This article originally appeared in the Nov. 7, 2016, issue of Sports Illustrated. Subscribe to the magazine here. Read scouting reports on every team in the top 20 here, and find the rest of our college basketball preview package here.
During the Boilermakers’ summer tour of Spain, Caleb Swanigan went up for a dunk and cracked the backboard. It was yet another example of how the 6' 9″, 250-pound sophomore makes the remarkable look routine. “I didn’t know that happened,” coach Matt Painter says with a laugh. “It was just a regular dunk.”
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Last season Swanigan became just the second Purdue freshman (after Robbie Hummel in 2007–08) to have 300 points, 200 rebounds and 50 assists. With the departure of center A.J. Hammons, the ’15–16 Big Ten defensive player of the year, Swanigan will swing between two positions on a front line that will be among the nation’s best.
In one lineup Swanigan will be the four while 7' 2″, 290-pound junior Isaac Haas plays the five. As a backup last year Haas led the conference in points per 40 minutes with 27.4. In another configuration, 6' 8″ junior Vincent Edwards (11.3 points per game) will play power forward, and Swanigan will man the pivot, his natural position. “We can be one of the biggest front lines and cause people lots of problems with our size,” says Painter, “and then be able to move things around because Swanigan can shoot on the perimeter and drive and post.”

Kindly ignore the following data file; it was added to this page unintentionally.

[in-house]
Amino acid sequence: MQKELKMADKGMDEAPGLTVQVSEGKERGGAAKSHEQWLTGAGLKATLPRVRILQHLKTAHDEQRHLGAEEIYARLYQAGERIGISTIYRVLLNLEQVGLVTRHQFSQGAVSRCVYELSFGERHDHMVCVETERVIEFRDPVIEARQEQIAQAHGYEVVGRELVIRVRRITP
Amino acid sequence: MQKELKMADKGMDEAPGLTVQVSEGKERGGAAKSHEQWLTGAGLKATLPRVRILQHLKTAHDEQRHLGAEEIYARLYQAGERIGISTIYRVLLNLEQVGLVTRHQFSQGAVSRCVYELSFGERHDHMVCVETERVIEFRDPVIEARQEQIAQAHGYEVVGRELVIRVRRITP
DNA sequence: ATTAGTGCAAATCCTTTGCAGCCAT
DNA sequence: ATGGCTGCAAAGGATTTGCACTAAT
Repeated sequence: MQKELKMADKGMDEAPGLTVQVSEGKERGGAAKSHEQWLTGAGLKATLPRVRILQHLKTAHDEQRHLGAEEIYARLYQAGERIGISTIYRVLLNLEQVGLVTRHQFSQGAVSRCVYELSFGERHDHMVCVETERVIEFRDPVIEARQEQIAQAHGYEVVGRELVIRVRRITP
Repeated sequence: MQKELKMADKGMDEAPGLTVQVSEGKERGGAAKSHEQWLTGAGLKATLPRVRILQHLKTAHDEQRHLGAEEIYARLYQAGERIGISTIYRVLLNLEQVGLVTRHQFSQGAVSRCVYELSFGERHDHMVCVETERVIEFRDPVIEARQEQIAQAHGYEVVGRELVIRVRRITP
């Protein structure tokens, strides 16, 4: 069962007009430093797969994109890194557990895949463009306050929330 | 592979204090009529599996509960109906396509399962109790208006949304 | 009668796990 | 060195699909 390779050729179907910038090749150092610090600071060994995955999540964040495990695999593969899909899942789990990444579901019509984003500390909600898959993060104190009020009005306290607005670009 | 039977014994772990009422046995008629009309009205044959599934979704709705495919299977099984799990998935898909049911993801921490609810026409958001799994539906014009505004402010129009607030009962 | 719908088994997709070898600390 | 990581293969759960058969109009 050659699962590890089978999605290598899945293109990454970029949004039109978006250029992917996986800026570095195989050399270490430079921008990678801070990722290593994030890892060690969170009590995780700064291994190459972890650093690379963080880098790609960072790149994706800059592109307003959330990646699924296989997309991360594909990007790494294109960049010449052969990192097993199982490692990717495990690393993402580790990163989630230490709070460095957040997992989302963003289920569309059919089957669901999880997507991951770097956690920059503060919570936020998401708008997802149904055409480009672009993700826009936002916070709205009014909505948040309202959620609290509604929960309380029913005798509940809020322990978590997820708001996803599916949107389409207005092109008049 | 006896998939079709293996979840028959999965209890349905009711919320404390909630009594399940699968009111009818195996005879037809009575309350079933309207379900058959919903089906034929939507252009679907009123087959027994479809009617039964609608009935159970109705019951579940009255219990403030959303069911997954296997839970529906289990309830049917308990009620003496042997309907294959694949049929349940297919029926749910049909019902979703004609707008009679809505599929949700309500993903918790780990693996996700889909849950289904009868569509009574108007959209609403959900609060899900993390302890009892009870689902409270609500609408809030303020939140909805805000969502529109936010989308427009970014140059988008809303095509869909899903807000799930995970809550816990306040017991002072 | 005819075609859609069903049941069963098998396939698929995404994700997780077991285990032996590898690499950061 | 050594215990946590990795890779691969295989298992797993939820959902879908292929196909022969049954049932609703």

With guards P.J. Thompson (who had just 23 turnovers last season) and graduate transfer Spike Albrecht (3.9 assists in 2014–15 with Michigan), the Boilermakers should be able to win their first NCAA tournament game since 2012. With Swanigan, breakthroughs are always a distinct possibility.
He got lost when Purdue used a 10-man rotation early last season, but Dakota Mathias finished shooting 41.5% from beyond the arc in conference play. “He’s just a really smart basketball player,” says coach Matt Painter.
Coach’s Take: Matt Painter
“It’s too early to tell for anybody. Our guys are on edge. We put ourselves in position the last two years in the tournament, in a position to win games [and] we lose games in overtime. It leaves a bad taste in our mouths. Our guys are hungry to fight, get back and do better in conference play. We’ve gotten third in our league the past couple years. You’d like to have a couple games back where you’re in that last weekend of the season to win a Big 10 title. We got to be a little bit better. [But] I like our team. We have a very intelligent, skilled team. We have good size, have some combo forwards. We have guys that can shoot. We have a high basketball IQ. We’re excited, but we understand it’s a very competitive world. We know we’re going to have a non conference schedule that’s going to prepare us for Big 10 play.”